Online banking scams are very common, and very costly. In 2021, 93 percent of all banking fraud occurred online. While online fraud attacks are increasing, you don't have to fall prey to any of them. Most dishonest communications have certain features that give them away as fraudulent. To help you more easily identify these scams, here are 5 red flags to be aware of.
One of the most common red flags for banking fraud is the receipt of unexpected emails or phone calls. Usually, these communications will pretend to be from your financial institution. For example, a scammer may call impersonating a representative of your bank, or an email bearing what looks like your bank's name and logo will appear in your inbox.
Always be suspicious of these communications and take the time to verify their authenticity before revealing any of your personal information. Typically, financial institutions will NOT call or email asking you for personal details, and you will rarely, if ever, receive unsolicited communication from them. Here are some ways to identify a fraudulent communication:
- They ask for personal information, such as account details, PIN, or Social Security Number.
- They initiate contact instead of you reaching out to them.
- There are slight discrepancies in your bank's information and that provided in the communication.
- Written communication may have grammatical errors.
If you suspect that an email or phone call is fraudulent NEVER GIVE YOUR PERSONAL INFORMATION. Instead, take steps to verify the identity of the caller or the email. For example, you can take steps such as:
- Contacting your financial institution through information on its official website.
- Looking up your bank on their official website and contacting them.
- Comparing the information provided to the bank's officially advertised information.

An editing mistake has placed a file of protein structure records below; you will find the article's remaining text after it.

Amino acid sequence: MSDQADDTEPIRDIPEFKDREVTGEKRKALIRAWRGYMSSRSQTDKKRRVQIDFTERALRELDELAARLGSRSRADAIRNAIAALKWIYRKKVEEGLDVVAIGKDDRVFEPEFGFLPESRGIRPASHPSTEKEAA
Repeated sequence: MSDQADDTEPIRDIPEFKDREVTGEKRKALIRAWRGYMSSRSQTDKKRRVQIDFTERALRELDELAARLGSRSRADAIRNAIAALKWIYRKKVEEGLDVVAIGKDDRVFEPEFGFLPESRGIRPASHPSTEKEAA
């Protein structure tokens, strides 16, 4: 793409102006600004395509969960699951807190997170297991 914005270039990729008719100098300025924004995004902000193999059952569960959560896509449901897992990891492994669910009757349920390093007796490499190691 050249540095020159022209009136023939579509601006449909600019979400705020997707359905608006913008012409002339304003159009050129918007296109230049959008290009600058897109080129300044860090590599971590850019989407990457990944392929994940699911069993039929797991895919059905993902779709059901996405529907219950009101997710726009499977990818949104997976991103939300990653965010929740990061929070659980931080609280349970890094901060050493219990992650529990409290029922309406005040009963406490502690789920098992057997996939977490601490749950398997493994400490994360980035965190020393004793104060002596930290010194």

Phishing occurs when someone impersonates your financial institution in an attempt to get access to your account. Phishing websites are fraudulent websites that mimic your financial institution's own website. You may, for example, click on a link in an email and be taken to a phishing site. Once there, you may feel confident in providing personal information, such as account passwords, that the scammers can use to access your finances. Look for these red flags in any suspicious website:
- Grammatical errors
- Missing security indicators (e.g. The padlock in the address bar)
- Unusual web addresses
In order to avoid phishing websites, do not click on links on unsolicited emails. Always type the address directly into your browser's bar, or use a bookmark to easily access the right address every time.
Request for Upfront Payments
Your financial institution should never ask you for payments before services are rendered. If someone asks you to pay upfront for services such as account reactivation, prize claims, processing fees, and other services, you should immediately stop communication and verify directly with your bank.
Urgency and Pressure
Often, online banking scammers will try to force you to act quickly to keep you from asking questions or investigating their claims. They may even threaten legal action or or try to intimidate you to get you to take action.
Any time you feel pressured to immediately give someone your personal information, or to take action, such as transferring or withdrawing money, you should step back and question the request. Genuine communications will be happy to confirm any information you need to feel confident in taking action.
Unauthorized Account Transactions
Finally, red flags that your online banking account may be at risk is the presence of unauthorized account transactions. For example, you may notice a small charge in your banking account from a source from which you are not familiar. This could be the precursor to a larger deduction from your account by someone who illegitimately accessed your account.
Other red flags that someone is accessing your transactions without permission include the following:
- Unfamiliar account access
- Access from unfamiliar devices
- Alerts that your password has been compromised
In order to catch these red flags, you should regularly monitor your banking accounts. Your financial institution may also send you alerts for suspicious activity. However, carefully watching your accounts can help you catch problems early and take steps to lock down your accounts before you lose large sums of money to scammers.
At Bank of South Texas, the security of your financial accounts is our top priority. We will work with you to identify suspicious activity, alert you to problems and stop scammers before they can steal your hard-earned money. If you ever suspect that your accounts are being compromised, do not hesitate to reach out to us. We are more than happy to help you determine if a communication is legitimate, help you handle fraudulent activity or support you if you have been taken advantage of by a scam. We are here for you!